With events in Russia moving at pace this Saturday, a lot of media attention is focused on the movements of the Wagner Private Military Group, but it’s timely to also look at how Russia’s population – from the propagandists to the ordinary people – are reacting.
Firstly, official Russian media and propagandist reaction to to Wagner Head Yevgeniy Prigozhin's mutiny is entirely predictable – to toe the line and get right behind Russian President Vladimir Putin's official position.
One of Putin’s most faithful followers and active propagandists is Russian TV presenter Vladimir Solovyov. Then there’s the Russian puppet and so-called Chechen leader Ramzan Kadyrov, who did not immediately express his position.
“I fully support every word of Vladimir Vladimirovich Putin!" Kadyrov later wrote on Telegram.
Unlike the mainstream official Russian media, regional Telegram channels re-broadcast in detail all of Prigozhin's reports and events happening in real-time, including the capture of Rostov by Wagner fighters, the entrance to Voronezh enroute to Moscow along the M4 highway, and even about the Russian Guard’s apparent shooting of a car carrying civilians.
For the first few hours after Prigozhin's capture of Rostov, the public reaction was muted. Russians appeared to simply be in shock, not having expected such a rapid and dramatic development. After Putin effectively declared Prigozhin a traitor during a live TV broadcast on Saturday morning, and gave the go-ahead for his liquidation, promising a harsh response, Russians were – surprisingly – in no hurry to condemn Prigozhin's actions.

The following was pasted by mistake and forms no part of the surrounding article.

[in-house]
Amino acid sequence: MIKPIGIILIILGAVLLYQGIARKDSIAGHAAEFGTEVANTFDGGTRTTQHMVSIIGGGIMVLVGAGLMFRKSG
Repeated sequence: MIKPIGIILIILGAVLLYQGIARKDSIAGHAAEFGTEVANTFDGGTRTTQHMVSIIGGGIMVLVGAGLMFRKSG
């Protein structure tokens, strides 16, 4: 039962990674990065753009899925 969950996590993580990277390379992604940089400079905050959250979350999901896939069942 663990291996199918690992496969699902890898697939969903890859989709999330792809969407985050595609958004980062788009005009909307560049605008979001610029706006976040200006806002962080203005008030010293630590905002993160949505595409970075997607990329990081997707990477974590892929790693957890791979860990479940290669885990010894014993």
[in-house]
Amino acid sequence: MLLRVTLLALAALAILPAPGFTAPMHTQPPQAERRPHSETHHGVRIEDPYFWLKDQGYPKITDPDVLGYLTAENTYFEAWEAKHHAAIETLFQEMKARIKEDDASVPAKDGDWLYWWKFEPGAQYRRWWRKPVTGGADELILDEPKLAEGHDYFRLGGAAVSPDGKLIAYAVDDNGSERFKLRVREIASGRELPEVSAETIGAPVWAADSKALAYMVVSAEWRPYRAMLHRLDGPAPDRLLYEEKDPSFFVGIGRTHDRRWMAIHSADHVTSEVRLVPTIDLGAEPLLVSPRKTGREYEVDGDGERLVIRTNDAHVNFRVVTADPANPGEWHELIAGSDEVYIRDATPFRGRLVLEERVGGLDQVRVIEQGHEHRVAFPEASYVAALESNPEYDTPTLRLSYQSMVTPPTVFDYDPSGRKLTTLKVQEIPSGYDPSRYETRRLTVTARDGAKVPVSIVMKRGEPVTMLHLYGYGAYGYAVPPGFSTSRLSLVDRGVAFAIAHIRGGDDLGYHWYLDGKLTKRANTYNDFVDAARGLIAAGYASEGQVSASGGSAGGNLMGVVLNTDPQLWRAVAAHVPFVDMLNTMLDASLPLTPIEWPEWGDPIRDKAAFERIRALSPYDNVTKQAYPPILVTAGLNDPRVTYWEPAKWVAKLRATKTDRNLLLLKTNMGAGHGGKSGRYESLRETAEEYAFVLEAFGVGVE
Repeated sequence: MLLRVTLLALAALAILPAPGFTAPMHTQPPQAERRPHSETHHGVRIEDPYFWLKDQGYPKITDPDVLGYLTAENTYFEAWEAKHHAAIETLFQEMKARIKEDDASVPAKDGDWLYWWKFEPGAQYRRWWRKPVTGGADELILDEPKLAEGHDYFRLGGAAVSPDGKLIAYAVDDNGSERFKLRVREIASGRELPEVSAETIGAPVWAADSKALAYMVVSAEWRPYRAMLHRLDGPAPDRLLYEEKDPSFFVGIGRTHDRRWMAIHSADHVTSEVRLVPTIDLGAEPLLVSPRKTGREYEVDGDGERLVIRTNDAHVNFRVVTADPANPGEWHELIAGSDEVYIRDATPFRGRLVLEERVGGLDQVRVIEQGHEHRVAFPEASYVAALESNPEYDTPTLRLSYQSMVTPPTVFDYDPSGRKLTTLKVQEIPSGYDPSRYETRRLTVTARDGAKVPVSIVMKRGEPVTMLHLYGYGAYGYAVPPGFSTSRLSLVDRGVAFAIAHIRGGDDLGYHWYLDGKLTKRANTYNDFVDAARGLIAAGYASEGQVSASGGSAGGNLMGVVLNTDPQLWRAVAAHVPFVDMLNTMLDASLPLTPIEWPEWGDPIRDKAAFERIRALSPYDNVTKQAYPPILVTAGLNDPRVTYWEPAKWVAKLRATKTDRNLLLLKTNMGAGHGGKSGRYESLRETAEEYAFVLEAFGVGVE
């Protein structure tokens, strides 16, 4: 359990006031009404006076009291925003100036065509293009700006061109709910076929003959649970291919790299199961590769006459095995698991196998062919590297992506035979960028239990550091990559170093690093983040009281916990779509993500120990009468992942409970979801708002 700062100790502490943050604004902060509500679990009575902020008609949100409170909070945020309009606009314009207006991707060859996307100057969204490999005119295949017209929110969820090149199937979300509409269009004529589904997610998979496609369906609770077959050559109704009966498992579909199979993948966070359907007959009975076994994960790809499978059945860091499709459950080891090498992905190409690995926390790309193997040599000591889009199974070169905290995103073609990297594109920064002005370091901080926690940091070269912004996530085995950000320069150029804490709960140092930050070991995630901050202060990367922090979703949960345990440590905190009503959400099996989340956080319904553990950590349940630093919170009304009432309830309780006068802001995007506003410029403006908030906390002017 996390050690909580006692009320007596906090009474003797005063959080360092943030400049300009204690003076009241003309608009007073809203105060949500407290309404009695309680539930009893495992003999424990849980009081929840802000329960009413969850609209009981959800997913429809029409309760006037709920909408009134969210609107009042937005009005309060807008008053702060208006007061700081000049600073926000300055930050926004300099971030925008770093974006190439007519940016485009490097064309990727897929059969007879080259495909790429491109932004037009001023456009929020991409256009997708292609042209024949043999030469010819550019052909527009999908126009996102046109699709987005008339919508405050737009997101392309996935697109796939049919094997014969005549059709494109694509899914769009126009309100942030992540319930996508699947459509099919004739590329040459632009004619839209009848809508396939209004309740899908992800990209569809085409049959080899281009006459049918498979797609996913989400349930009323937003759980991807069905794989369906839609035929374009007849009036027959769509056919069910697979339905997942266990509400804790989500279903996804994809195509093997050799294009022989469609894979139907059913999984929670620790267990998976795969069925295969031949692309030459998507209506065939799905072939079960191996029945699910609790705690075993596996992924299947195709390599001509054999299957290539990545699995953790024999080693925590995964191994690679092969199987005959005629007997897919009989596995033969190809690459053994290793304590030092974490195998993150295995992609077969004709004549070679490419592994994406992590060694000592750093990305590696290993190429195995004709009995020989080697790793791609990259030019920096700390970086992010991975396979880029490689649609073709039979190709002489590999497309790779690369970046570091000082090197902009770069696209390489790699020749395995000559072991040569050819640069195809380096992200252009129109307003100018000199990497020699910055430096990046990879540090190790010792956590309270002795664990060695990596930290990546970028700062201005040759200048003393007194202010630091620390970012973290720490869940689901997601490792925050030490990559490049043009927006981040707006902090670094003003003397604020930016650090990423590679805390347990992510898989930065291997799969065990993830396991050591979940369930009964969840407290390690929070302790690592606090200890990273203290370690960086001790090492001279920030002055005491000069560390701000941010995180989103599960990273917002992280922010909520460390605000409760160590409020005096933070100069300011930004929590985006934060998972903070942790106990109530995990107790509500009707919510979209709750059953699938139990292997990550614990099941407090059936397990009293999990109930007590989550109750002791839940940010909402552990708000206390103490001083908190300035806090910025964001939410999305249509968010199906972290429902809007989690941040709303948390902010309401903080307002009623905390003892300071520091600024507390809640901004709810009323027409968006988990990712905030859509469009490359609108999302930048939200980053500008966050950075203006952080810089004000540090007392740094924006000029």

Public commentary has mostly relayed a sense of confusion, fear, and even panic.
"The interesting thing about life is that we know what's coming next” said one person.
“God save and keep the Russians from shooting Russians,” another retorted.
“The country is being ruined, and you are laughing. We're all f***ed! It's going to get worse” came an additional comment.
“Looks like something bad is coming!”
Other commenters expressed disappointment with Prigozhin's actions. “It's not his time or business! Traitor! Pity him! He was a hero! We're with the President!”
Conversely, some Russians are keen to see Prigozhin take over the Kremlin as soon as possible.
“Time for the Wagner to get their planes up from Rostov and bomb the Russian Defense Ministry and Red Square.”
Meanwhile in Ukraine
Ukrainian authorities for their part have taken a positive view of the ensuing chaos inside Russia and attributes it to the aggressive war Russia has unleashed upon Ukraine.
President Volodymyr Zelensky emphasized that the longer Russia keeps its troops and mercenaries on Ukrainian territory, the more chaos and problems it will create for itself:
Posting on Twitter, Zelensky said: “Russia has long masked the weakness and stupidity of its rule with propaganda. And now there is so much chaos that no amount of lies can hide it. And all of this is due to one man, who repeatedly scares us with 1917, although he cannot lead us to anything else."
Ukrainian Foreign Minister Dmytro Kuleba, commenting on the on-going rebellion in Russia, stressed that any problem in Russia's rear is in Ukraine's interests.
Mykhailo Podolyak, adviser to the head of the Office of the President of Ukraine, said that events in Russia are developing according to a scenario previously discussed over the past year.
"The launch of the Ukrainian counter-offensive has finally destabilized Russia's elites, exacerbating the internal split that emerged after the defeat in Ukraine," he stated.
Deputy Minister of Defense Hanna Maliar also expressed her view:
"How should we view the events that began in Russia? As the inevitable degradation of the Russian state. What does this mean for us? A window of opportunity. Should we rejoice? It is better to be cautious and prepare for any scenario."
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